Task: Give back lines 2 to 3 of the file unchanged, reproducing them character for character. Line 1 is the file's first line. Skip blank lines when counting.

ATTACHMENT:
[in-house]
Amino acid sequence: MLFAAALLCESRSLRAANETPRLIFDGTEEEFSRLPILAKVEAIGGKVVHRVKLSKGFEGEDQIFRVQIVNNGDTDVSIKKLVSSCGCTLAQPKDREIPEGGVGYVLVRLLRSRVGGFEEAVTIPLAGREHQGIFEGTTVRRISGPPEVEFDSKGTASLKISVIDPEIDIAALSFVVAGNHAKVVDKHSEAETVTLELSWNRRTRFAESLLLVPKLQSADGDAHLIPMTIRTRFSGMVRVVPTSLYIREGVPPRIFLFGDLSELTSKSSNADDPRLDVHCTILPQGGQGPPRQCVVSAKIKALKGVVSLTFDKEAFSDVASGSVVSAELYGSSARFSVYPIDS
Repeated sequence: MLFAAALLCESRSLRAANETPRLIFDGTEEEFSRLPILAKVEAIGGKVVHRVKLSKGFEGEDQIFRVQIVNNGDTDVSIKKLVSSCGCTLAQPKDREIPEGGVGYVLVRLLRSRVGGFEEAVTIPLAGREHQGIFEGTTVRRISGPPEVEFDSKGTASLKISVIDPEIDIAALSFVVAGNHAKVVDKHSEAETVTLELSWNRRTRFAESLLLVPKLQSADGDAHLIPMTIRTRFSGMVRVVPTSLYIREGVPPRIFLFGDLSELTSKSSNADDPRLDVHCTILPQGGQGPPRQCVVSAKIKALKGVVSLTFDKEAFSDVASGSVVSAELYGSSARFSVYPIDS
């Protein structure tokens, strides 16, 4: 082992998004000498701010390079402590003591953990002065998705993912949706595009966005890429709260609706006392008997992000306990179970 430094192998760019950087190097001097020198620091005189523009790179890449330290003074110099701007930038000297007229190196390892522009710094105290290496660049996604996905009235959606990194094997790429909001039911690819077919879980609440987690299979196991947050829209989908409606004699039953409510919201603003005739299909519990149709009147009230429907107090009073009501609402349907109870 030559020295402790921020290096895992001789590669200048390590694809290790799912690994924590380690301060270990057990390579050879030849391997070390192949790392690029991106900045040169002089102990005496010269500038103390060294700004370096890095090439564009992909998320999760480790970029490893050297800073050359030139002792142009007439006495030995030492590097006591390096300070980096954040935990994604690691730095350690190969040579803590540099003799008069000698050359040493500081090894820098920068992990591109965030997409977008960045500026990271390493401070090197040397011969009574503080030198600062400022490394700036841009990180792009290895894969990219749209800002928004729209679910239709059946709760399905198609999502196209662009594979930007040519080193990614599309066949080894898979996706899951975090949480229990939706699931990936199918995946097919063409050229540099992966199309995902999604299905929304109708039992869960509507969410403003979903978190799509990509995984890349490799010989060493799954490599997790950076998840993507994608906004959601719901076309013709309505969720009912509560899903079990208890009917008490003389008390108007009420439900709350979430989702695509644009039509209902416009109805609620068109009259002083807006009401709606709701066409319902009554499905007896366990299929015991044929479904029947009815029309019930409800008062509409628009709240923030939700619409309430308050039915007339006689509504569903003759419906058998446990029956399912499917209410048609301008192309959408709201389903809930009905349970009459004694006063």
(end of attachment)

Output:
Amino acid sequence: MLFAAALLCESRSLRAANETPRLIFDGTEEEFSRLPILAKVEAIGGKVVHRVKLSKGFEGEDQIFRVQIVNNGDTDVSIKKLVSSCGCTLAQPKDREIPEGGVGYVLVRLLRSRVGGFEEAVTIPLAGREHQGIFEGTTVRRISGPPEVEFDSKGTASLKISVIDPEIDIAALSFVVAGNHAKVVDKHSEAETVTLELSWNRRTRFAESLLLVPKLQSADGDAHLIPMTIRTRFSGMVRVVPTSLYIREGVPPRIFLFGDLSELTSKSSNADDPRLDVHCTILPQGGQGPPRQCVVSAKIKALKGVVSLTFDKEAFSDVASGSVVSAELYGSSARFSVYPIDS
Repeated sequence: MLFAAALLCESRSLRAANETPRLIFDGTEEEFSRLPILAKVEAIGGKVVHRVKLSKGFEGEDQIFRVQIVNNGDTDVSIKKLVSSCGCTLAQPKDREIPEGGVGYVLVRLLRSRVGGFEEAVTIPLAGREHQGIFEGTTVRRISGPPEVEFDSKGTASLKISVIDPEIDIAALSFVVAGNHAKVVDKHSEAETVTLELSWNRRTRFAESLLLVPKLQSADGDAHLIPMTIRTRFSGMVRVVPTSLYIREGVPPRIFLFGDLSELTSKSSNADDPRLDVHCTILPQGGQGPPRQCVVSAKIKALKGVVSLTFDKEAFSDVASGSVVSAELYGSSARFSVYPIDS